Do you plan your weekly meals?
Yes this might sound boring and rigid but trust me, by planning ahead for the week you will be much better off in so many ways. Plus it can still allow for flexibility for that Friday night beer and pizza.
Before we go into the hows let’s look at why meal planning and prep is da bomb-diggity.
1. It saves you time
This reason is the most appealing to me - who doesn’t need a few more extra hours in the day? Yes meal planning does take time initially but overall it works out way more time effective. Plus it doesn’t have to mean that you prepare every single meal in advance, it’s more of a guide for the week which saves that agonising procrastination of ‘what are we / I having for breakfast/lunch/dinner?’
Other ways you can save time by meal planning:
Reducing your trips to the supermarket. By planning your meals for the week you may only need to make one trip a week to gather all your ingredients. Unless you forget something.
Reducing aimless wandering at the supermarket. If you already know what meals you are having then you can find the ingredients you need easier. This also helps if you visit the same shop and are already familiar with the layout of the shop.
Knowing what needs to be prepped, and prep it! When you know what meal you are having you can prepare the ingredients ahead of time. For example, we have onion in most of our meals, rather than chopping the amount you need for that meal, chop a load of it and store in containers for future meals. This also saves time on washing and drying your knife and chopping board for the 3-4 times you have to chop an onion. You may even go a step further and chop all your veg.
Leftovers. Making a larger meal the night previous means you have a pre-prepared meal for the following day, eliminating the need to waste time on sourcing and creating extra meals.
2. It reduces food waste and saves you money
By taking the time to plan what food you need you are purchasing exactly what you need for the week. That means there is less risk of food sitting untouched in your pantry or fridge going to waste. Not only is this better for the environment but it’s certainly better for your wallet.
3. It often means you make healthier food choices
Be honest: how many times have you gone to the supermarket in the evening to get something for dinner and a chocolate bar (or six) have ‘slipped’ into your trolley? Or you’ve had no time to get food organised and you’ve just had to grab something on the go which is neither nutritionally beneficial nor cost effective?
Knowing that you have ample food in the house, and food prepped is also a weight off the mind, making it easier for you to focus on other things.
In summary, planning ensures you make the right choices, while saving you time and money.
So now comes the how - below are the top things to remember when meal prepping:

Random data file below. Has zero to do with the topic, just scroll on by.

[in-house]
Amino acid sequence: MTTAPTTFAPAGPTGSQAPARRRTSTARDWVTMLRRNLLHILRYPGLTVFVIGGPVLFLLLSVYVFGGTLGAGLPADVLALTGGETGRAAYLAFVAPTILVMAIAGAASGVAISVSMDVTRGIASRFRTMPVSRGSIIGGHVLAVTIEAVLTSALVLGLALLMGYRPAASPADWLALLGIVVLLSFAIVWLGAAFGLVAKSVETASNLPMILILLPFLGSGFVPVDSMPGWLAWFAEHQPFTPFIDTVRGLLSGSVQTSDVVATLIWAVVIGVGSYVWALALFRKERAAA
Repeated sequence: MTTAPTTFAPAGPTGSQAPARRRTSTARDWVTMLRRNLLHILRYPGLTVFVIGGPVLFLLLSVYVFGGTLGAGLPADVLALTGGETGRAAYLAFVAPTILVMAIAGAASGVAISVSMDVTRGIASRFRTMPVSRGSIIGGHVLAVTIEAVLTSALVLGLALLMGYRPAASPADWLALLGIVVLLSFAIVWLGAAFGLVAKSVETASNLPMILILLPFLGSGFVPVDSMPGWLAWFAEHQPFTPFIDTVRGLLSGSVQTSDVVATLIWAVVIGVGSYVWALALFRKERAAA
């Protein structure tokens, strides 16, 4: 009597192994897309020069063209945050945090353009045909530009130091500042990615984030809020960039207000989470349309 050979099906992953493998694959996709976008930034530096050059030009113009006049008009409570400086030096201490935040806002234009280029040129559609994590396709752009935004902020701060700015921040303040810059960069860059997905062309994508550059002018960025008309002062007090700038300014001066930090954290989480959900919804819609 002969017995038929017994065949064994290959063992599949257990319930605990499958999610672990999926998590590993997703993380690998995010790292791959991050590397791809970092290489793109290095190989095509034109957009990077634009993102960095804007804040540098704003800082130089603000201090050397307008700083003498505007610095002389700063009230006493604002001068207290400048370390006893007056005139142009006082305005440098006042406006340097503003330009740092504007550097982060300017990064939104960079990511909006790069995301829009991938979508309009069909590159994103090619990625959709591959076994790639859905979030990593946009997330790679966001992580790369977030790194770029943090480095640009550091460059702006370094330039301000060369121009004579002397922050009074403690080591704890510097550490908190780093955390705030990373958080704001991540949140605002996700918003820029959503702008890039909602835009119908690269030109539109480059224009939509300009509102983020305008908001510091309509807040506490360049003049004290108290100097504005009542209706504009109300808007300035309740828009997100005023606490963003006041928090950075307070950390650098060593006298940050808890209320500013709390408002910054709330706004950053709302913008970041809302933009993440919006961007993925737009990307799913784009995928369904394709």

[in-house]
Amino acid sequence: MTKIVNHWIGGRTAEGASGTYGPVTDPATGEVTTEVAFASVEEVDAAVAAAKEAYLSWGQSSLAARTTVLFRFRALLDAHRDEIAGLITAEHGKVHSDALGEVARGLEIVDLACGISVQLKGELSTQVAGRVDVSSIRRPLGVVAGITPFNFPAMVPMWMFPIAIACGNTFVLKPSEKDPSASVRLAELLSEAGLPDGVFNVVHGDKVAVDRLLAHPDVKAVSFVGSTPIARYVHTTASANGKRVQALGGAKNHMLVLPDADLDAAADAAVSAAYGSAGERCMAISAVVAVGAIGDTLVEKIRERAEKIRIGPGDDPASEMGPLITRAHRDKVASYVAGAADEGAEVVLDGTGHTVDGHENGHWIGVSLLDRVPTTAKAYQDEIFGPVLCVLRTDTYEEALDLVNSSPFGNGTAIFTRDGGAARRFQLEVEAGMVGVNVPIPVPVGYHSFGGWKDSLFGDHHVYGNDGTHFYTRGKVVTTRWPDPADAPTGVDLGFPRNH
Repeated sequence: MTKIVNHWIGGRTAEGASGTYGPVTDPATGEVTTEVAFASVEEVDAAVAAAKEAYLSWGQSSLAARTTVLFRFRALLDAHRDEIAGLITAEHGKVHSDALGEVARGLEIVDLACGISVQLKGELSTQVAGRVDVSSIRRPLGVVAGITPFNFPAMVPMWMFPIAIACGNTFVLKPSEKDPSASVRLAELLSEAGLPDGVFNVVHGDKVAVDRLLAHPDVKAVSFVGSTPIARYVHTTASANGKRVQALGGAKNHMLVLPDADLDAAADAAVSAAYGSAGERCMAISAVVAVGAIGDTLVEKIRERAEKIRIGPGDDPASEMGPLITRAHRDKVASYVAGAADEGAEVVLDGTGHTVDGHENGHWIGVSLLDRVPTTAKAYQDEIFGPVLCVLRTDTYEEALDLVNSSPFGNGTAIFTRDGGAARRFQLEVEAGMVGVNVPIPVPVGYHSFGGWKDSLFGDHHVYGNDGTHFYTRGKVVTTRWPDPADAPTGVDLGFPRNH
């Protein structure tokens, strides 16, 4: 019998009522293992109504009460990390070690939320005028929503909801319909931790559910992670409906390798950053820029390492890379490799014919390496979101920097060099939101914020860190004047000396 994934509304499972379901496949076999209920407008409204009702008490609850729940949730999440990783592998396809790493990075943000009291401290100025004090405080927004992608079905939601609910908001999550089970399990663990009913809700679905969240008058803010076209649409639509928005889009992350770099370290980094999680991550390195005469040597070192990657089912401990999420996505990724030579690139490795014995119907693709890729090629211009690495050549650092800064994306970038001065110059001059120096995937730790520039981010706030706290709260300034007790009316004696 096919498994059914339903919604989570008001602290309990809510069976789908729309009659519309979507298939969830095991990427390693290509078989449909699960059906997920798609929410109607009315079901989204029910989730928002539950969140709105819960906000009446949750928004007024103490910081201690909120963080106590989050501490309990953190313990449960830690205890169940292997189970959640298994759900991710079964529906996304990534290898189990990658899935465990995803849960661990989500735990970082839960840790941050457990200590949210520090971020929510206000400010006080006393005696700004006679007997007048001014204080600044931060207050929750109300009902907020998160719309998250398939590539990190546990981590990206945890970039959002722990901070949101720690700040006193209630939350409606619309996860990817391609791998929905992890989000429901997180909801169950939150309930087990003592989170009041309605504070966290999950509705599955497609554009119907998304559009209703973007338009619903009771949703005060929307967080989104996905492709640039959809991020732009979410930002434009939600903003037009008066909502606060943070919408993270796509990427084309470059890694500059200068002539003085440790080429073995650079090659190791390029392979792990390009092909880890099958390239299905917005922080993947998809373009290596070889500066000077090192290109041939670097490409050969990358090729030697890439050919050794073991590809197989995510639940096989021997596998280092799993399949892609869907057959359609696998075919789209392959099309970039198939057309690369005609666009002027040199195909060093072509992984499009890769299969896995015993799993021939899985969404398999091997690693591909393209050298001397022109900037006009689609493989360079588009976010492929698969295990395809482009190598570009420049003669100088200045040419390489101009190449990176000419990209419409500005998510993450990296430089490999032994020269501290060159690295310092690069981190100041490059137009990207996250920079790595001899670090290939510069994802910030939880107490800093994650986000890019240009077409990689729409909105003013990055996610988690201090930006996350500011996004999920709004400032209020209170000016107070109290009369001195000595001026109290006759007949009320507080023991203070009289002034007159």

1. Dissect your week - which day or meal times do you struggle with?
Everyone is different, and everyone's needs are different. Some people need to save more time in the morning, others have limited time in the evening. Have a look at your typical week and see where you feel you may need a time-saver, and plan your meals to save yourself the time you need. Dissect your marathon days and look to plan simple meals or prepare food for later that day.
Breakfast: Often this can be the first meal to go if you are running late or you feel it will take too long to prepare. Planning your breakfast the night before can be really helpful in this situation. By organising simple food that can go in the microwave, blender or oven can be a real time saver. That way you have a quick breakfast ready to go.
Lunch: If you find that half of your lunch break is used up looking for food then this is for you. Make larger portions of dinner the night prior so that you have leftovers or prepare salad jars ahead of time.
Dinner: That age old question. 'What's for dinner?'. If you planned ahead you would already know what's for dinner, and you have all the ingredients for it. A different way of thinking about it would be to change that old age question to 'how can we prepare dinner?' and 'will there be leftovers?'
2. Crack open the cookery books, share recipes with friends or be inspired online.
3. Use the AX meal planner (here) to map out your meals and create a shopping list (remember to account for leftovers if you plan to make larger dinners.)
4. Complete your weekly shop.
5. Decide if you are going to make any meals in full i.e. something in the slow cooker that can be left or if you are just going to prepare ingredients ready for meals later on in the week.
6. Divide out into containers ready for the week
7. Post the meal plan somewhere in sight (the fridge is a great spot) that way you can always refer to it.
How to make it NOT boring.
Leftovers are amazing but it can get boring eating the same thing again and again, it can leave you feeling dissatisfied and could potentially lead you to seek out other food or make less than healthy choices when snacking.
This is how we tackle it. Either we’ll make up large batches of at least two recipes, we’ll eat half of each and freeze the other half. It means we’ve got food for later. Alternatively you have two meals you put on rotation. Salad bowls/jars are amazing for this. For example you can roast a range of veggies. Divide them out and mix different ingredients together so one day you can be having the veggies with quinoa, hummus and falafel and Or mix with feta and make puff pastry veggie pies, or mix with eggs and almond meal to make a frittata or quiche.
Ready to start planning?
Download the AX Meal Planner HERE.